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  Augusto E. Villa, MD, FACC, FSCAI
Diplomate American Board of Cardiovascular Diseases,
Interventional Cardiology, Endovascular Medicine,
and Internal Medicine.

600 University Boulevard, Suite 200, Jupiter, FL. 33458
Ph. (561) 627-2912 • Fax (561) 627-2207
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What is Metabolic Syndrome?

What is Metabolic Syndrome?

Metabolic syndrome is a collection of heart disease risk factors that increase your chance of developing coronary heart disease related to plaque buildups in artery walls (e.g., stroke and peripheral vascular disease), stroke, and type 2 diabetes.

According to a national health survey, more than one in five Americans has metabolic syndrome. It’s estimated that over 50 million Americans have it. The number of people with metabolic syndrome increases with age, affecting more than 40 percent of people in their 60s and 70s.

How is the metabolic syndrome diagnosed?
There are no well-accepted criteria for diagnosing the metabolic syndrome. Typically you are diagnosed with metabolic syndrome if you have three or more of the following health risks:

  • Elevated waist circumference:
    Men equal to or greater than 40 inches (102 cm).
    Women equal to or greater than 35 inches (88 cm).
  • Elevated triglycerides:
    Equal to or greater than 150 mg/dL.
  • Reduced HDL (“good”) cholesterol:
    Men less than 40 mg/dL.
    Women less than 50 mg/dL.
  • Elevated blood pressure:
    Equal to or greater than 130/85 mm Hg.
  • Elevated fasting glucose (sugar):
    Equal to or greater than 100 mg/dL.

What causes metabolic syndrome?

The exact cause of metabolic syndrome is not known. Many features of the metabolic syndrome are associated with “insulin resistance.” Insulin resistance means that the body does not use insulin efficiently to lower glucose and triglyceride levels. Insulin resistance is a combination of genetic and lifestyle factors. Lifestyle factors include diet, activity and perhaps interrupted sleep patterns (such as sleep apnea).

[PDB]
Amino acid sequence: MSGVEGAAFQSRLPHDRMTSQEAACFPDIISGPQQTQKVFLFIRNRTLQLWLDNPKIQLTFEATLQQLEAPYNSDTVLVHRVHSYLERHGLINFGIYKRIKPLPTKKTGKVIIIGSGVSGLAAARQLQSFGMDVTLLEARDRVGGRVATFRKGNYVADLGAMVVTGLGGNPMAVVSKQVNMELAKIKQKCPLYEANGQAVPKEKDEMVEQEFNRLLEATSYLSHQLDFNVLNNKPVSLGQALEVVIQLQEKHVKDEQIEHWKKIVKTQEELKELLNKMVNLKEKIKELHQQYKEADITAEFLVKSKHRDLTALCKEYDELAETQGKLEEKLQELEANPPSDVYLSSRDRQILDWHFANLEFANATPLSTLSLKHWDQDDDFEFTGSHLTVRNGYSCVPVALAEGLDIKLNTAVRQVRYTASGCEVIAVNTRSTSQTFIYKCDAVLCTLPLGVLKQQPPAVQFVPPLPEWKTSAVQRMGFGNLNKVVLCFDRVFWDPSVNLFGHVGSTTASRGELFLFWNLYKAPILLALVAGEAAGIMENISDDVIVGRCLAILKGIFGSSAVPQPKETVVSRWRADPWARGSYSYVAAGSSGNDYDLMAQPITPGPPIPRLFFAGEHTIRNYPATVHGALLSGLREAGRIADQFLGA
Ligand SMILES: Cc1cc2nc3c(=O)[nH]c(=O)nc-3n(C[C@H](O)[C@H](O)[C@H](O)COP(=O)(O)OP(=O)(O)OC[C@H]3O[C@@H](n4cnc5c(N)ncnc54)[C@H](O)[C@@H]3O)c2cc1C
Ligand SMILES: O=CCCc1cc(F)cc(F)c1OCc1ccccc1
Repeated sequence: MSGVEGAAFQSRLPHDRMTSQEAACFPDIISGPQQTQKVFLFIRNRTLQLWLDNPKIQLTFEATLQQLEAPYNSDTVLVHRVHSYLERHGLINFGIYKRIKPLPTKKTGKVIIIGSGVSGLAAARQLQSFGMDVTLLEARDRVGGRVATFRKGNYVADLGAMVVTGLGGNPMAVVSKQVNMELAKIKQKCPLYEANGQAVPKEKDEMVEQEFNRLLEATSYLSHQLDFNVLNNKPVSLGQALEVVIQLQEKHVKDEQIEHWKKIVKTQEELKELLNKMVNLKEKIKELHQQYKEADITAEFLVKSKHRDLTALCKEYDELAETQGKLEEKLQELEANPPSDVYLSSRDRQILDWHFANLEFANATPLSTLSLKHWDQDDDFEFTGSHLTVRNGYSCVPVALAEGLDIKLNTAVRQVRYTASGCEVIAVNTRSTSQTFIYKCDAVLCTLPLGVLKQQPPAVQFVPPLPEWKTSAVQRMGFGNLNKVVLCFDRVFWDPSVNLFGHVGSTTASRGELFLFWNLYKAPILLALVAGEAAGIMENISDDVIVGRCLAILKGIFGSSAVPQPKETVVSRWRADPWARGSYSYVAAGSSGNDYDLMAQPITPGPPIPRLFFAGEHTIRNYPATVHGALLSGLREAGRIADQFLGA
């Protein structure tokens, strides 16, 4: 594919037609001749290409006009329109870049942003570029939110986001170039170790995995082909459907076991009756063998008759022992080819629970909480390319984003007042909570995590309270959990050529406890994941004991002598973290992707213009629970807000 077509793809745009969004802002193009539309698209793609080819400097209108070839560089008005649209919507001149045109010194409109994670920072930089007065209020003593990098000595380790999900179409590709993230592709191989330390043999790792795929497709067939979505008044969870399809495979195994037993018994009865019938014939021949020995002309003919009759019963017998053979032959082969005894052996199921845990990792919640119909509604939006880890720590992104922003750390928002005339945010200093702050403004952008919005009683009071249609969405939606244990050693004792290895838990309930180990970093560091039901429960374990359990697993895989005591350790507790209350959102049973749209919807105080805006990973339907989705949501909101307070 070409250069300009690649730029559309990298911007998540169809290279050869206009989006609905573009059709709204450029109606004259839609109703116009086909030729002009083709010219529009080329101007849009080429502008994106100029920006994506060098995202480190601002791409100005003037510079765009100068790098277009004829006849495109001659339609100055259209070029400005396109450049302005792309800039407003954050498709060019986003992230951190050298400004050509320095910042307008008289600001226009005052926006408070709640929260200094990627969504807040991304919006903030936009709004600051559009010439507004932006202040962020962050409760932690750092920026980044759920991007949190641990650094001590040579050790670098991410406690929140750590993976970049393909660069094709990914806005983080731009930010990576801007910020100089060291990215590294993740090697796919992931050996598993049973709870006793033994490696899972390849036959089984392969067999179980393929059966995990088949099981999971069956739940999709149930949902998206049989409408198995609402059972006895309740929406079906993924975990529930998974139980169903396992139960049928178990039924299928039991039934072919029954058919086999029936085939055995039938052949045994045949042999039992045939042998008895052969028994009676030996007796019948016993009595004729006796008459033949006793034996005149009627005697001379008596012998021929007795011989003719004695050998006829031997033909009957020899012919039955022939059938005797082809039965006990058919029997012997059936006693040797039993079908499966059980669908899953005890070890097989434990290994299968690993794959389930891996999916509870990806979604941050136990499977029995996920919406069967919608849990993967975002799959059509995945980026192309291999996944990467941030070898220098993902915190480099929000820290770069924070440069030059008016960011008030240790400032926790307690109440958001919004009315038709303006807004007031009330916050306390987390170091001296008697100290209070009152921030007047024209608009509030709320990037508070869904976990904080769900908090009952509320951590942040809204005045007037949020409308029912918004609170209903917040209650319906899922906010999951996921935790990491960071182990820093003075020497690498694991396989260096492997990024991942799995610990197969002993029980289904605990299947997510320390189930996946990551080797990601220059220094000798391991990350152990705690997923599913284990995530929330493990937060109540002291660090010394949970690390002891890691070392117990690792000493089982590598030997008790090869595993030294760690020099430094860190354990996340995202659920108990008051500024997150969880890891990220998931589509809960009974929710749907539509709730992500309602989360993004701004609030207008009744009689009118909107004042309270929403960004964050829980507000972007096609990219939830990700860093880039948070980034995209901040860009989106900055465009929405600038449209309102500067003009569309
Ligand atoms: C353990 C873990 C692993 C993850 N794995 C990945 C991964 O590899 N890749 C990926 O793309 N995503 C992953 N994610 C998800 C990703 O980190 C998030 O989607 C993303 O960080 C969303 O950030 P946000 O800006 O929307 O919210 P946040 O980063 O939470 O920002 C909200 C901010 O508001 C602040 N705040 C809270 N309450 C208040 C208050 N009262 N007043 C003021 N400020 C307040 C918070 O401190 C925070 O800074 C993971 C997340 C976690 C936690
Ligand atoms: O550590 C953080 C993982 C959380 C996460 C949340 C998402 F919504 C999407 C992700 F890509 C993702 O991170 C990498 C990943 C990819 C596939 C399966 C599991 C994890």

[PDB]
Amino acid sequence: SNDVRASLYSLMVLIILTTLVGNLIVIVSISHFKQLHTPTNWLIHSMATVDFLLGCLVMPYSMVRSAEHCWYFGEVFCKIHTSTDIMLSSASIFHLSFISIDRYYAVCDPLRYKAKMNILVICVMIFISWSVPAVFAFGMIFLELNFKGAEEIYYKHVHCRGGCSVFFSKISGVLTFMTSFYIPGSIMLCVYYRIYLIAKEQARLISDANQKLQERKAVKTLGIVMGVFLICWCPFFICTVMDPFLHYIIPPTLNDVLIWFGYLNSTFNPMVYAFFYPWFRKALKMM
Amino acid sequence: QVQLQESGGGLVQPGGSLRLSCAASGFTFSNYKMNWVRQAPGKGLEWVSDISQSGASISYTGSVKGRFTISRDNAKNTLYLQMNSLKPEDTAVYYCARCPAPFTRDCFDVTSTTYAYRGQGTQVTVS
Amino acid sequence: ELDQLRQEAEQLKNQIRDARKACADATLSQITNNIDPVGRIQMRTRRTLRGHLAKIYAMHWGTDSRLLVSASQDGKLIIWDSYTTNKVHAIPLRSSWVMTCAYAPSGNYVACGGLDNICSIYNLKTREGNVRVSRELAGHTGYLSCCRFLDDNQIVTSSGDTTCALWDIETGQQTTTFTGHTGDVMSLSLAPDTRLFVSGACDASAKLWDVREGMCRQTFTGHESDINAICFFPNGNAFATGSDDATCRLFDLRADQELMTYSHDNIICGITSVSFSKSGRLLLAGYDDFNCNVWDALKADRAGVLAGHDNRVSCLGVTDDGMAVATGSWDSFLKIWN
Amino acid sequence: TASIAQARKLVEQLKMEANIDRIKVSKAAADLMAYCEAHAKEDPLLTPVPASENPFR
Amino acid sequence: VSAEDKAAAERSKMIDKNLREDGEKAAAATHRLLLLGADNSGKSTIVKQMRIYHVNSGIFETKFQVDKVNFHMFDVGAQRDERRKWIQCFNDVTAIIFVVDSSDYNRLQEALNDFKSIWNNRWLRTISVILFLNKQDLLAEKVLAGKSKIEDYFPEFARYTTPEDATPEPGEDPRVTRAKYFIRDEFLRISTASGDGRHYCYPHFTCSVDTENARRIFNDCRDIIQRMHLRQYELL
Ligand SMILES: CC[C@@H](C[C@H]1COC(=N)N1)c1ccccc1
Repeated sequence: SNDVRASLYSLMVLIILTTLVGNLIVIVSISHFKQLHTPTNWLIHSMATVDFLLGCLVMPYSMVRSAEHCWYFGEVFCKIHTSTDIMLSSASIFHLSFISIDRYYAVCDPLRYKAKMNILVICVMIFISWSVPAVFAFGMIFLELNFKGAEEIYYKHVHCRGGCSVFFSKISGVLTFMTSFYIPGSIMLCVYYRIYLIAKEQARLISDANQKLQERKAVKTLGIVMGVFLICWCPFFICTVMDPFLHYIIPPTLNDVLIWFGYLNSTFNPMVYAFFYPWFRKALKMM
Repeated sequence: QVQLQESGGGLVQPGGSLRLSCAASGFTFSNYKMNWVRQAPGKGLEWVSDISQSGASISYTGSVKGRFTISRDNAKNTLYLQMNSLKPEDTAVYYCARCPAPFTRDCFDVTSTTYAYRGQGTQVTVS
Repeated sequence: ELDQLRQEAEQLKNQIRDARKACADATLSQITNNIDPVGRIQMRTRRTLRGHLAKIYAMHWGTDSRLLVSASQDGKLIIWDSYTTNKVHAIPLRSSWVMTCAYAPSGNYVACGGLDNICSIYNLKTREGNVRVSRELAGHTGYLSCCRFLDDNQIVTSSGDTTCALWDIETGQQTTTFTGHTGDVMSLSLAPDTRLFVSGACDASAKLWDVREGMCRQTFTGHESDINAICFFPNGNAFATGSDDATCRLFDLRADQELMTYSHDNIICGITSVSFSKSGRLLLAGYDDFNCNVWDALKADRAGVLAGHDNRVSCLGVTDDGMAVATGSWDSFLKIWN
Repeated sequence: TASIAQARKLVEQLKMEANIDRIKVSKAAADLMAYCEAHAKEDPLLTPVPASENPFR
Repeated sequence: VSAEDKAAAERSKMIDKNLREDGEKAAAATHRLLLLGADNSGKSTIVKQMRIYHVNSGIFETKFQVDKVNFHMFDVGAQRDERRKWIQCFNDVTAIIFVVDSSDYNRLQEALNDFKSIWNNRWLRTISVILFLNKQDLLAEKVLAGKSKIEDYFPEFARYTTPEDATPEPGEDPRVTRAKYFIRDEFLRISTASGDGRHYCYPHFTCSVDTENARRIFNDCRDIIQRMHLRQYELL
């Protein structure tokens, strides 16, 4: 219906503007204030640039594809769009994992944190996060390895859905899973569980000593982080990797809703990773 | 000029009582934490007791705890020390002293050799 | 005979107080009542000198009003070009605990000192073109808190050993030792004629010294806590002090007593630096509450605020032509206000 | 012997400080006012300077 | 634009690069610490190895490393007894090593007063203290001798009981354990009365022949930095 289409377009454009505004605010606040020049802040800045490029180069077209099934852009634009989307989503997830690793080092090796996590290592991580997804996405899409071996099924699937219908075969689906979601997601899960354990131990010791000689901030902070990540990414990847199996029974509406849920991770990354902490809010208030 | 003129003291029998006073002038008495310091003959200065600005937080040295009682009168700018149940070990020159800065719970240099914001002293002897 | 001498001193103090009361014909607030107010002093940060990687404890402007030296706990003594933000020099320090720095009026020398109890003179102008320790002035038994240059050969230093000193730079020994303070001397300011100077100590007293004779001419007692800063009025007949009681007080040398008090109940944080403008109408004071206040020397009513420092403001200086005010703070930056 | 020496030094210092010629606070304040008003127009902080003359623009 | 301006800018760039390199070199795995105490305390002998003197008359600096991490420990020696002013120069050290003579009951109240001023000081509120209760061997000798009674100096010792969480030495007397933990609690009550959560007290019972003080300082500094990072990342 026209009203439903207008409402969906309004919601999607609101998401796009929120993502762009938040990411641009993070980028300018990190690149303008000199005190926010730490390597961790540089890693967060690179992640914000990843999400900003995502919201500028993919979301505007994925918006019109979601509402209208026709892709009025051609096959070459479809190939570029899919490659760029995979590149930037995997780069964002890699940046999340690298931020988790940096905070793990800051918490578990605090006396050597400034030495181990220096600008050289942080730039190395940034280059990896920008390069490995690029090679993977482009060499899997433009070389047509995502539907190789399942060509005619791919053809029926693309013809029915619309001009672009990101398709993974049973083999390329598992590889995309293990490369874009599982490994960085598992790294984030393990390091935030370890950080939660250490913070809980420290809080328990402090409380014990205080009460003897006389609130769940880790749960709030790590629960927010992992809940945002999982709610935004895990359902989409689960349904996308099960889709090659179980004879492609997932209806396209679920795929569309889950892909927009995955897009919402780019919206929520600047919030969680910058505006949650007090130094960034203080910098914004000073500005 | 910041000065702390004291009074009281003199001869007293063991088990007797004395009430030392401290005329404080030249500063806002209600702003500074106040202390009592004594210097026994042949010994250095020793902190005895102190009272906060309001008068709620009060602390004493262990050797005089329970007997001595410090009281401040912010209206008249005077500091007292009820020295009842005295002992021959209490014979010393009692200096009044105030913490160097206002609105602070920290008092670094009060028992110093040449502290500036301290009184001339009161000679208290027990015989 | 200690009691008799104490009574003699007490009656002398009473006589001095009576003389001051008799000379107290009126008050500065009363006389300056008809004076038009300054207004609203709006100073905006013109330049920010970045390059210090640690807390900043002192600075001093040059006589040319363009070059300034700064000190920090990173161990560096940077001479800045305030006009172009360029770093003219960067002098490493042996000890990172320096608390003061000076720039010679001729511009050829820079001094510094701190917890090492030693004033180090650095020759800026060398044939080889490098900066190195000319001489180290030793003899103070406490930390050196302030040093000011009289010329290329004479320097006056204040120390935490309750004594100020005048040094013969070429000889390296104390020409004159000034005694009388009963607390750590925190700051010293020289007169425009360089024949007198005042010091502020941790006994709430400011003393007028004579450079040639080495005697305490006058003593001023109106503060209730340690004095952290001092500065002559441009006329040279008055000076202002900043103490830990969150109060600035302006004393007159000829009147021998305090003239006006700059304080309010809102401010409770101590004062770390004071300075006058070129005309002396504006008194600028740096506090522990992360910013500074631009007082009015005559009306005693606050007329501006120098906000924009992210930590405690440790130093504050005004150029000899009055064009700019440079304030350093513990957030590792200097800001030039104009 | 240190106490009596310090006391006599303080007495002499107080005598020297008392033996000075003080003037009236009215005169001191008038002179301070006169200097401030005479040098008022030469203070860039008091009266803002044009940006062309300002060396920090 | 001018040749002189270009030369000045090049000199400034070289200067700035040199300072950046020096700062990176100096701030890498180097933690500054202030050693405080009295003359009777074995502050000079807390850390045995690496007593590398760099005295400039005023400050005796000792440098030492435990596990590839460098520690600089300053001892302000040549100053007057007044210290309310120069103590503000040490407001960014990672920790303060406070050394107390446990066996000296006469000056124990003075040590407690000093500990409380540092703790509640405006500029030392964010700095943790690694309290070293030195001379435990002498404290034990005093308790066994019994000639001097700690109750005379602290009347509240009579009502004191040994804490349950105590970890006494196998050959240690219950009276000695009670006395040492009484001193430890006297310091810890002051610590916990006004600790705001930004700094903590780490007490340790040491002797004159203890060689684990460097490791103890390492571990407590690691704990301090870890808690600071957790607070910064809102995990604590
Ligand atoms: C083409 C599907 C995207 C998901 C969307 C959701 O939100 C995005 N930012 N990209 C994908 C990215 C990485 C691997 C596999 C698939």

If a person have metabolic syndrome, what health problems might develop?

Consistently high levels of insulin and glucose are linked to many harmful changes to the body, including:

  • Damage to the lining of coronary and other arteries, a key step toward the development of heart disease or stroke.
  • Peripheral artery disease.
  • Changes in the kidneys" ability to remove salt, leading to high blood pressure, heart disease and stroke.
  • An increase in triglyceride levels, resulting in an increased risk of developing cardiovascular disease.
  • An increased risk of blood clot formation, which can block arteries and cause heart attacks and strokes.
  • A slowing of insulin production, which can signal the start of type 2 diabetes, a disease that is associated with an increased risk for a heart attack or stroke. Uncontrolled diabetes is also associated with complications of the eyes, nerves, and kidneys.
  • Nonalcoholic fatty liver disease.

How a person prevents or reverses metabolic syndrome?

Since physical inactivity and excess weight are the main underlying contributors to the development of metabolic syndrome, getting more exercise and losing weight can help reduce or prevent the complications associated with this condition. Your doctor may also prescribe medications to manage some of your underlying problems. Some of the ways you can reduce your risk:

  • Lose weight - Moderate weight loss, in the range of 5 percent to 10 percent of body weight, can help restore your body"s ability to recognize insulin and greatly reduce the chance that the syndrome will evolve into a more serious illness. Losing weight so that your body mass index (BMI) is less than 25.
  • Exercise - Increased activity alone can improve your insulin levels. Aerobic exercise such as a brisk 30-minute daily walk can result in a weight loss, improved blood pressure, improved cholesterol levels and a reduced risk of developing diabetes. Most health care providers recommend 150 minutes of aerobic exercise each week. Exercise may reduce the risk for heart disease even without accompanying weight loss.
  • Consider dietary changes - Maintain a diet that keeps carbohydrates to no more than 50 percent of total calories. Eat foods defined as complex carbohydrates, such as whole grain bread (instead of white), brown rice (instead of white), and sugars that are unrefined (instead of refined; for example cookies, crackers). Increase your fiber consumption by eating legumes (for example, beans), whole grains, fruits and vegetables. Reduce your intake of red meats and poultry. Consume healthy fats such as those in canola oil, olive oil, flaxseed oil, nuts and oily fish.
  • Limit alcohol intake - Consume no more than one drink a day for women, or two drinks a day for men.
  • Manage your blood pressure and blood sugar.
  • Do not smoke.

If you have signs or symptoms of metabolic syndrome call Dr. Villa at 561-627-2912.

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